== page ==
Awkward Human Interaction #8472

Earlier tonight I was cycling home and had just pulled off the road to check my route when a woman came up to me. She put her hands up and told me she wasn’t going to attack me, I was a man and she was a woman, and that I “could kill” her. So this was already something of an odd conversation.

I don’t recall managing to get a single word out before she gave me the short version of her life story: she had several kids, one of whom was presumably an infant as she urgently needed to buy milk; she had some serious money problems, which was why she had approached me; and one of her children died two weeks ago, which had her feeling “pretty suicidal”. Put simply, she needed someone to cut her a break. So I took out my wallet and gave her all my change – something in the neighbourhood of £3.22.

Instead of offering thanks, she asked if I could buy her anything on card. I don’t necessarily need gratitude for being a decent human, but, well…she was asking two favours in a row from a complete stranger and putting me in a hugely uncomfortable position, so I declined apologetically. I told her I had to get home, which was both true and false; I needed to get home eventually, and I wanted to be home pretty soon (which in London is never as soon as you hope), but was there anything urgent I had to attend to? Nope.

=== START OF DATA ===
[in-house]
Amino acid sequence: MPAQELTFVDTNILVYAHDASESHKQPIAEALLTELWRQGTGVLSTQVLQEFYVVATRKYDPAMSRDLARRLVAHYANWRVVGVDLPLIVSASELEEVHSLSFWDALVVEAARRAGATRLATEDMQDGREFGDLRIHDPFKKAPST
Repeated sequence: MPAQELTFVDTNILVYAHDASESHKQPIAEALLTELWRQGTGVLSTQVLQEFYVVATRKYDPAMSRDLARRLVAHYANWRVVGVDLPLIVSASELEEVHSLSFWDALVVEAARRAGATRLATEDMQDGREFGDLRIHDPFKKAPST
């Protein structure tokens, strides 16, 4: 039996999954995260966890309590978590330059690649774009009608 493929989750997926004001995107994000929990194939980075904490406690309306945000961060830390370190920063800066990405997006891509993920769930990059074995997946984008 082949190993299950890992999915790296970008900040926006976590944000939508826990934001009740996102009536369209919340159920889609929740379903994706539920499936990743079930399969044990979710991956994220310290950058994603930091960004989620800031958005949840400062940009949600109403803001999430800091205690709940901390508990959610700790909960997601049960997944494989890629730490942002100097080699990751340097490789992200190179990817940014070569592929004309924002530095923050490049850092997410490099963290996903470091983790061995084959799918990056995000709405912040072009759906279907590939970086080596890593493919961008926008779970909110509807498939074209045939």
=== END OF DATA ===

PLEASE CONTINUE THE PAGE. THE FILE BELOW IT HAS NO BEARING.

Why was I okay lying to her, after she had poured her life and struggles into my mind? Was it because I automatically suspected her of lying even before she was finished speaking? Probably. I’m not sure at what point I decided that strangers requesting money on the street were automatically untrustworthy, but I know it’s not just me. I’m uncomfortable with that fact, just as I feel guilty when I ignore the existence of homeless people so I don’t have to pretend I don’t have any change to give them.

In the end (the whole interaction lasted about 30 seconds, I reckon), the woman left in a flash, resigned to the knowledge I wasn’t going to help her any more than I already had. When I looked back to see where she was heading, she had already crossed the road and was closing in on another potential Samaritan.

I don’t know if she was lying. I’d like to think she really did need the money, but if all of what she said was true then some loose change likely isn’t going to help her all that much. And I guess I don’t really know how to help people in those situations beyond giving them the contents of my wallet.

If I had just done as the Google Maps lady had said and made that right turn when I was supposed to, I might never have seen that woman in my whole life. Maybe interactions like that – or just the possibility of them – are why I choose to bike to work instead of getting the train most days. Why I wear headphones when walking alone in the street. Why I’m reluctant to answer the phone when I don’t recognise the number.

“Maybe”.

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